Following our previous real estate investment success story, let us introduce another individual who jumped into the property investment scene, saw a good opportunity, and grabbed it with both hands. The rest, as they say, is history, and it’s still in the making for this resourceful investor.

Playing With Numbers

Pang Hiok Boon came from a middle class family, and realized early on that he would not be able to save much on a monthly salary alone. After graduating from college at age 24, he started working as a computer programmer. After a period of saving and working overtime, he had accumulated enough and went searching for ways to invest his money.

An opportunity to purchase a shoplot in Johor Bahru at half its market price presented itself, and Pang together with his brother decided to combine their hard-earned money to buy it because of the attractive pricing. It was a case of ‘jump first, swim later’ for them, as they had entered into the property investment without any proper knowledge, plan or mission, but they were blessed with beginner’s luck. The commercial property yielded good rental returns, more than enough to cover the installments, and they brothers’ interest in real estate investment grew. 5 years later, they invested in another shoplot, this time in Happy Garden, Kuala Lumpur, and met with success again.

This prompted Pang to enroll in a property investment training course to hone his skills, but the brothers decided to part ways in their investment journey due to the distance between Johor Bahru and Kuala Lumpur. He then proceeded to buy his first property, a condo in USJ, which he rented out to students and quickly provided him with RM6,500 in rent. Using that as capital, he bought a high-end condo in Sri Hartamas at below market value. Even after renovation costs, the rental yield from that was still positive enough to encourage him to further invest in property.

In fact, Pang put his passion for interior design to good use by attending an interior design course. This not only let him design the interiors of his properties to his liking, but also made him connections with direct supplies, thus helping him save a substantial amount, lower his budget, and consequently lower his rent to compete for tenants.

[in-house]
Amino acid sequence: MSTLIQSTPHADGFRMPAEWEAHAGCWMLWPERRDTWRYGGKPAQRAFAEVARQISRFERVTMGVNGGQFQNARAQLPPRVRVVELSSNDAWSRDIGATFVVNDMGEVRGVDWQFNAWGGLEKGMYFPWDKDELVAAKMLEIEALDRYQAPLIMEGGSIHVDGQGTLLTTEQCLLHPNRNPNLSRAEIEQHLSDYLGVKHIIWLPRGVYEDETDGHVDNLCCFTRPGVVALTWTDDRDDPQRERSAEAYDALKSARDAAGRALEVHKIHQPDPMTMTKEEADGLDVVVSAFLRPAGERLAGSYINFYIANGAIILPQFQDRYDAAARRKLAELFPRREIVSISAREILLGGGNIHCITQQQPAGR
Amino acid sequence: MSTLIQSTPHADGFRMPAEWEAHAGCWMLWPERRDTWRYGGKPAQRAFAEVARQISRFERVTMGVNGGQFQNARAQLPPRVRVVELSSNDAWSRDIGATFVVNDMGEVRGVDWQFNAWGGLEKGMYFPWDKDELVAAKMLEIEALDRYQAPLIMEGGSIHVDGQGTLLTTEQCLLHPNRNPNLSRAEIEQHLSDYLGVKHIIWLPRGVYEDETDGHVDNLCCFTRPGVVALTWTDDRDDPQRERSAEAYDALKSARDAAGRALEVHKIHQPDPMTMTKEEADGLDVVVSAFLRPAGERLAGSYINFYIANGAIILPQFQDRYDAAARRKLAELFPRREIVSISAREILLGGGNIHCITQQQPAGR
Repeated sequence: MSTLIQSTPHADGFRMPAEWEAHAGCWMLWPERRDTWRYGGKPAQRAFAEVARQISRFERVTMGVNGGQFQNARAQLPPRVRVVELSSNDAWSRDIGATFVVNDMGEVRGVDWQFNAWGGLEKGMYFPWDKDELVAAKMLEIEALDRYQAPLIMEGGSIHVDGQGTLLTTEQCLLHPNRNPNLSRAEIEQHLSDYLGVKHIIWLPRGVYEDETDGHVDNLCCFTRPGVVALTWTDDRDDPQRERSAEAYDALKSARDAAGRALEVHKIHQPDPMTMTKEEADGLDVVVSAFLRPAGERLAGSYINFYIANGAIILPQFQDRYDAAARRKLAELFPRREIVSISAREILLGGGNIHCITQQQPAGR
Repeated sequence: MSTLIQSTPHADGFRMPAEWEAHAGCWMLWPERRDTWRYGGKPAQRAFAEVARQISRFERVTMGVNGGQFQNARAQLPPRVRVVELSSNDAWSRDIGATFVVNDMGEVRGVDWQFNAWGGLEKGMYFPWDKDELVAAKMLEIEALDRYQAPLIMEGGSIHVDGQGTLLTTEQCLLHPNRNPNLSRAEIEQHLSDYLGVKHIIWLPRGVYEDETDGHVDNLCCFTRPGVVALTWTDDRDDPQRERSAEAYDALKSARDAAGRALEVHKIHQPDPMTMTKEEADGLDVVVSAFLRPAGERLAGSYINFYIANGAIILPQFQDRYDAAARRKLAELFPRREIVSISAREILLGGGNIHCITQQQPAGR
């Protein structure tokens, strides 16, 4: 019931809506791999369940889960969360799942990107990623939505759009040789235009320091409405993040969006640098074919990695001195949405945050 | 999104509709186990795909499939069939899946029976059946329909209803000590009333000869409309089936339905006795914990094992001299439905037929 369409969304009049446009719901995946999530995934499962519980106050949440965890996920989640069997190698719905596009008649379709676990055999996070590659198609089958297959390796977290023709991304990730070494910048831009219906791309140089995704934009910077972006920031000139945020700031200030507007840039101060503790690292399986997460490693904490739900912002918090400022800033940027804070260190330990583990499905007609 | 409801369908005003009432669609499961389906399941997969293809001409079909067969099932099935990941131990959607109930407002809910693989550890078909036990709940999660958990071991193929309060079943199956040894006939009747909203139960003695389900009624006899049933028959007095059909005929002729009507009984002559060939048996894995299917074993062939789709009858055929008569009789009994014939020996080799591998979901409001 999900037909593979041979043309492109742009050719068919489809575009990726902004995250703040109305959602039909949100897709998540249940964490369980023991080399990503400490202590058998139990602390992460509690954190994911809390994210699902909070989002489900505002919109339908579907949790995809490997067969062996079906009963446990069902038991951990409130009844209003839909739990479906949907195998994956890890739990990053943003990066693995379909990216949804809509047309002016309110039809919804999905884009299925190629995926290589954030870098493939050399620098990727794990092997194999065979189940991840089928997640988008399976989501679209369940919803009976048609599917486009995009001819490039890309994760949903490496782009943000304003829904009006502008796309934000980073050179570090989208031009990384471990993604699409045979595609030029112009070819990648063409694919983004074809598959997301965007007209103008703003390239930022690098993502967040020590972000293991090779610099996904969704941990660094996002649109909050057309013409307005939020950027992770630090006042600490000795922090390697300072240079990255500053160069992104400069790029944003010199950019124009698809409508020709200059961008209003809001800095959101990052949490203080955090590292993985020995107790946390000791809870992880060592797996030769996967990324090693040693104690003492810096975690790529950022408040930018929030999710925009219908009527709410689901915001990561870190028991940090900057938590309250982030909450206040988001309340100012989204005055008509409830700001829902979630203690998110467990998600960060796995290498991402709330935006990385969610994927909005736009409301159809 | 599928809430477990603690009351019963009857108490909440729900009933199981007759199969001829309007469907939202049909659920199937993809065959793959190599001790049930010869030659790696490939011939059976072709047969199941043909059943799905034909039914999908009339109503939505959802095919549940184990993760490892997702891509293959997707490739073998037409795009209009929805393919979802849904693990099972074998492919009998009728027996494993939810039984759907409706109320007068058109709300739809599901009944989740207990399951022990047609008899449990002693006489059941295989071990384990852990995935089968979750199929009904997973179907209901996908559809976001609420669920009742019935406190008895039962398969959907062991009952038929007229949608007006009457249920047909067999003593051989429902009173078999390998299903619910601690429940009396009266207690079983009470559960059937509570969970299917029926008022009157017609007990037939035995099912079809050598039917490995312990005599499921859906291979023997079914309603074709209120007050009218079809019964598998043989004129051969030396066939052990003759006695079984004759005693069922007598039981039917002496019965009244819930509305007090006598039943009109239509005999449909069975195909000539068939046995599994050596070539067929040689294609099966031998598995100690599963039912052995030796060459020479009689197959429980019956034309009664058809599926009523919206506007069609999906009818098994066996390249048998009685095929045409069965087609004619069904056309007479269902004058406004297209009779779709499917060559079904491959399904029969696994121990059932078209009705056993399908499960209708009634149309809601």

Pang also capitalized on his background as a programmer. With his maths expertise and technological know-how, he created a worksheet that simplified the calculations required for his property investments and generated a complete list of figures: how much the down payment is, how much the rental returns, all the expenses, etc.

Pang says that despite the floating fuel price, softening market, GST implementation, or other government measure, he will continue investing in Malaysian real estate. He currently owns a number of properties in Johor Baru, Melaka, Kuala Lumpur, Petaling Jaya and Klang, while focusing more on the growing southern region, and has plans to eventually invest in foreign properties.

Pang has some experience in stocks investment before he started investing in real estate. Here are some useful bits of advice he has for new investors (and landlords):

  • Be strict and firm with tenants – lay down the rules beforehand and enforce them.
  • Stocks are high risk, so don’t simply believe in rumours.
  • Properties appreciate over time, which is why they make good investments.
  • Go for small developers who sell at reasonable prices and below market value.
  • Start early – the earlier you start, the longer tenure you have, the smaller your installments in the long run.

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